Paneless glass dividers separate the demo kitchen from the dining room, which seats nearly 100. The dividers swing open and slide out of the way to make more room for events. 

The baking lab, or bakeshop, is nearly two and a half times larger than the old one. Up to 24 students can comfortably work side by side here at three, long, wooden bakery benches. "Before, it was just 10 students. Ten was snug, but we'd squeeze 12 in," said Maureen Hindle '12, also a Culinary Arts lab tech and herself graduate of the program with both a certificate and degree.  

Hindle was baking cupcakes for the "Taste of the Space" event and pointed out some of the bakeshop's fancy equipment, like the fully programmable convection ovens and Revent three-deck oven – just push a button for "baguette"– and a dozen new, portable, instant-on table-top burners that look like hot plates but are much, much better. "These actually have immediate heat, and, when you take the pan off, the surface is almost instantaneously cool to the touch," she said.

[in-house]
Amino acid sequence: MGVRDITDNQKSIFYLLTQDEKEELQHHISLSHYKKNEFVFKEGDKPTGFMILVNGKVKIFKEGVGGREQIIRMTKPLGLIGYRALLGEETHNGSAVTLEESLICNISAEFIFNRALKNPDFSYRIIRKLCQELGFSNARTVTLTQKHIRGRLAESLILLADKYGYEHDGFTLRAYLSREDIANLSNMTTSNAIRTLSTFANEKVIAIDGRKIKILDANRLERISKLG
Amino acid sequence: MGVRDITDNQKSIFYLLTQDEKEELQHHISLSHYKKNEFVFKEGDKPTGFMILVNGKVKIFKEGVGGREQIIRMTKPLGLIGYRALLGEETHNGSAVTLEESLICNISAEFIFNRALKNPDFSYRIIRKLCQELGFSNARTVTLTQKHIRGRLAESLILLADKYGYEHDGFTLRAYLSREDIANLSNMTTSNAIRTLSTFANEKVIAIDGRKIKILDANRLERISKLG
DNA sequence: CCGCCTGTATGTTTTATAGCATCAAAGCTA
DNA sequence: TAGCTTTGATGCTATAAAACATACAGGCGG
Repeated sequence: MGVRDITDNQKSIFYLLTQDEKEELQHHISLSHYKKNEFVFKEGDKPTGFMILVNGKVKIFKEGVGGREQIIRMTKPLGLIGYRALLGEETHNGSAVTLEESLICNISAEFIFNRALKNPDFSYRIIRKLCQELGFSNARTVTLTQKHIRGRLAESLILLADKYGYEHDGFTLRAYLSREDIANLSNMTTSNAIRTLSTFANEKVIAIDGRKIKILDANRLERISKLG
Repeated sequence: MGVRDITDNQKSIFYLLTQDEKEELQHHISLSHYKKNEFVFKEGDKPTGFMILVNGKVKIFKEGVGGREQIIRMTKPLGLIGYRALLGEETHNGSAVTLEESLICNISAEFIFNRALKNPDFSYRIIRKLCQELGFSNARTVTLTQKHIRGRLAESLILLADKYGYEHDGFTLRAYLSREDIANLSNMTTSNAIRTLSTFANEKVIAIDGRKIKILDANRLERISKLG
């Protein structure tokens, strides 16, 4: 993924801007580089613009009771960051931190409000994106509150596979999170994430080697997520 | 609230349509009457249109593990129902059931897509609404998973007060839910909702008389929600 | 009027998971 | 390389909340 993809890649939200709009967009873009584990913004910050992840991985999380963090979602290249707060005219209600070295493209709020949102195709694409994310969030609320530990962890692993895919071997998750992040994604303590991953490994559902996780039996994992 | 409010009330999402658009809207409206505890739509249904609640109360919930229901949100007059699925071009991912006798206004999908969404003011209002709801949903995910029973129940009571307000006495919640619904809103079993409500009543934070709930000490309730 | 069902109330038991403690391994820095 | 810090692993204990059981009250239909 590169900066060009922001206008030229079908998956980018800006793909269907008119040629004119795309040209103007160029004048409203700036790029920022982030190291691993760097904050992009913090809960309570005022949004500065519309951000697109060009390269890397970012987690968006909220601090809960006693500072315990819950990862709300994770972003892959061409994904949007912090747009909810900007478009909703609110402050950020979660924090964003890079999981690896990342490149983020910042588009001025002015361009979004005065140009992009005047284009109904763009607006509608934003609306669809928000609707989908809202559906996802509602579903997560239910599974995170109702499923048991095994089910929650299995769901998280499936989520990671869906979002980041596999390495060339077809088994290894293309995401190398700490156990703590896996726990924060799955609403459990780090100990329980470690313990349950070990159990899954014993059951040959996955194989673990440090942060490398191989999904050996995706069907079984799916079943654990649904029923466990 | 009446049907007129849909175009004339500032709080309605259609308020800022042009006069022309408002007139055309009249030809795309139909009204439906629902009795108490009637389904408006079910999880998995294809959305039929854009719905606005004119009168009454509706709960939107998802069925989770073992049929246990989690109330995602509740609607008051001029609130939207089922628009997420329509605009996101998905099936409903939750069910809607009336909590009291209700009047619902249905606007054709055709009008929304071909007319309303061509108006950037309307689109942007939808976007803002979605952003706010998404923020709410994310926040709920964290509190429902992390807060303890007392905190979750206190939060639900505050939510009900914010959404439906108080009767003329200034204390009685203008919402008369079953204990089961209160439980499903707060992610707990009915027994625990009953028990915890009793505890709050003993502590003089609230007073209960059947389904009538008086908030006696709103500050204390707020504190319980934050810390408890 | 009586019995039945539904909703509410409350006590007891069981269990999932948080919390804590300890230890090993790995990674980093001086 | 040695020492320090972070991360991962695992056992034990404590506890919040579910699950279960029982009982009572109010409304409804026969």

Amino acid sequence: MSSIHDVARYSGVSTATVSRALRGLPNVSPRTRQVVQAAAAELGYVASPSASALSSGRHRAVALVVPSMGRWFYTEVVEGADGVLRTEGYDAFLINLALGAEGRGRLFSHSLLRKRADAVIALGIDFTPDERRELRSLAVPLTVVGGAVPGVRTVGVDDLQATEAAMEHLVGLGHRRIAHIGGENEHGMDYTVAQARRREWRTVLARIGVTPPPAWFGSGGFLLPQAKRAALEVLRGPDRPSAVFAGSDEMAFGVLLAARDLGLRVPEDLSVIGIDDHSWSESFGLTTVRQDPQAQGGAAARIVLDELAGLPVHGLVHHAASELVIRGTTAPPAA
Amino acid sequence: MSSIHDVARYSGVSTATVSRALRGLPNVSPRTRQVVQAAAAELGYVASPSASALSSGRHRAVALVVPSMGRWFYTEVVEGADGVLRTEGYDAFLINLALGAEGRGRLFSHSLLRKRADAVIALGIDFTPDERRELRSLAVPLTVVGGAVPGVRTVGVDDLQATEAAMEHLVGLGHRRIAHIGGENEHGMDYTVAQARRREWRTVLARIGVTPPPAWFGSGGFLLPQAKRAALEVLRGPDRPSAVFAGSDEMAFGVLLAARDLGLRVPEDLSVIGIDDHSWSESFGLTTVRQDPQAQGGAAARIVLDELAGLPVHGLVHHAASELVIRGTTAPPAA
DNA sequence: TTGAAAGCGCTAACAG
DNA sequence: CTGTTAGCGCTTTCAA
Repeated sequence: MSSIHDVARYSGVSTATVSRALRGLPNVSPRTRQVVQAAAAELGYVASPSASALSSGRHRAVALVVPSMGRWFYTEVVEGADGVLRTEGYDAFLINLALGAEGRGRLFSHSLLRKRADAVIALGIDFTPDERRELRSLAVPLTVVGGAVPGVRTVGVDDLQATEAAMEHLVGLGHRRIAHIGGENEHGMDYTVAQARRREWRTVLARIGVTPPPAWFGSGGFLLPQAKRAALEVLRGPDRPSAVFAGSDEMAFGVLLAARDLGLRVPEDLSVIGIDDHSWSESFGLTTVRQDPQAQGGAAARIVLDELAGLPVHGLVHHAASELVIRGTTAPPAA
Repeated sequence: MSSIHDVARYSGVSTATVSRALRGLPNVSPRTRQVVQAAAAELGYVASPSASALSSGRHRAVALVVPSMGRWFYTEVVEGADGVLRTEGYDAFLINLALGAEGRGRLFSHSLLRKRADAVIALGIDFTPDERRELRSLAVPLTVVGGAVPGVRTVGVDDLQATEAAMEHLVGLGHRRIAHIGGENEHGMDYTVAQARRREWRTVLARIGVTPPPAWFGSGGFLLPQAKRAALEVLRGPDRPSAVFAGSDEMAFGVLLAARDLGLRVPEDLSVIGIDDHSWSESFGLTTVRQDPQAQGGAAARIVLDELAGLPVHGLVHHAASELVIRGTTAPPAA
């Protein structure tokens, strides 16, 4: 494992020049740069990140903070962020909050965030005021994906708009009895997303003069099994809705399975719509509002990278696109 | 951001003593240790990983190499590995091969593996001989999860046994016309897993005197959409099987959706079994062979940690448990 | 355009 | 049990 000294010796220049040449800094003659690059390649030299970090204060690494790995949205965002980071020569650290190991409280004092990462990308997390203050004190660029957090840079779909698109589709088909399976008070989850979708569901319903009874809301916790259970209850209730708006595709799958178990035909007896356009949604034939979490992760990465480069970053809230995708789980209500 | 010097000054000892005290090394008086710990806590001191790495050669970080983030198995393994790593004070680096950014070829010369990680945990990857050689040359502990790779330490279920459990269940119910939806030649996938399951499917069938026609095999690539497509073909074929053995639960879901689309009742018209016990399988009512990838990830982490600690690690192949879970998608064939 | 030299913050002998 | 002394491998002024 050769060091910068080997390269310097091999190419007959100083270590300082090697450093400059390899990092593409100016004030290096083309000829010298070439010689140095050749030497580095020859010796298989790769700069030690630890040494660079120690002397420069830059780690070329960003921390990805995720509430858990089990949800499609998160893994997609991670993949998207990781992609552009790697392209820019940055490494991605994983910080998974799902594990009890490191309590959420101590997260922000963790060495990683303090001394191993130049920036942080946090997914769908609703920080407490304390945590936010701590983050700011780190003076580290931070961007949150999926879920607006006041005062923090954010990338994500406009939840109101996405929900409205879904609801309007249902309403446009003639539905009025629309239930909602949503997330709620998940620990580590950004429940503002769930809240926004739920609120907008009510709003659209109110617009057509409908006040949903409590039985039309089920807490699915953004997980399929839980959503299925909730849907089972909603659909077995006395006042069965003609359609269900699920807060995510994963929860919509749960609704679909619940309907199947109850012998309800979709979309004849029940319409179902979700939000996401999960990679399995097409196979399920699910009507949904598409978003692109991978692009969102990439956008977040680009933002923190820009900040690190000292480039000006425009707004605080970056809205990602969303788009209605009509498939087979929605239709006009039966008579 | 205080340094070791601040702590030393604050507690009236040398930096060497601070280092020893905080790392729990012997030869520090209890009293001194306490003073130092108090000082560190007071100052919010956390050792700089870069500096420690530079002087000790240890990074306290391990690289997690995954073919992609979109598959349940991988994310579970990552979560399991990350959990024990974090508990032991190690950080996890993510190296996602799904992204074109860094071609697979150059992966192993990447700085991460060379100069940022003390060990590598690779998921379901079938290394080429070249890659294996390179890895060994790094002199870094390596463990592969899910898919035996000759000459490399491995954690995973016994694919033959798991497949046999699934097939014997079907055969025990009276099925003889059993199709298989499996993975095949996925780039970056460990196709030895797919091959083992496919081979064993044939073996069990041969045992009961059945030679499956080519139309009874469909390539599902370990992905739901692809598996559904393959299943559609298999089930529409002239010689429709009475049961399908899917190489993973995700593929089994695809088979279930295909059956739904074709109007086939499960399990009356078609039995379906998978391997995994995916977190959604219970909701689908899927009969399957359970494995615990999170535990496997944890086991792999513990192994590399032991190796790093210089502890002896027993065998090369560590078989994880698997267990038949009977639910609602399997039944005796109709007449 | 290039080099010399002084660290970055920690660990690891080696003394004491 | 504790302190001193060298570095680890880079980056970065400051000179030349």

There's tons more storage space throughout, including two walk-in refrigerators on the first floor and a walk-in freezer in the basement (next to the laundry). "That will allow us to bring in and support the volume that we're actually planning on producing in here," Hindle said.  

The first-floor teaching kitchen is a little larger but much more efficient than the one on campus. There are three identical, peninsula-type workstations with ranges, ovens and refrigerators on each side, for a total kitchen capacity of 24 students.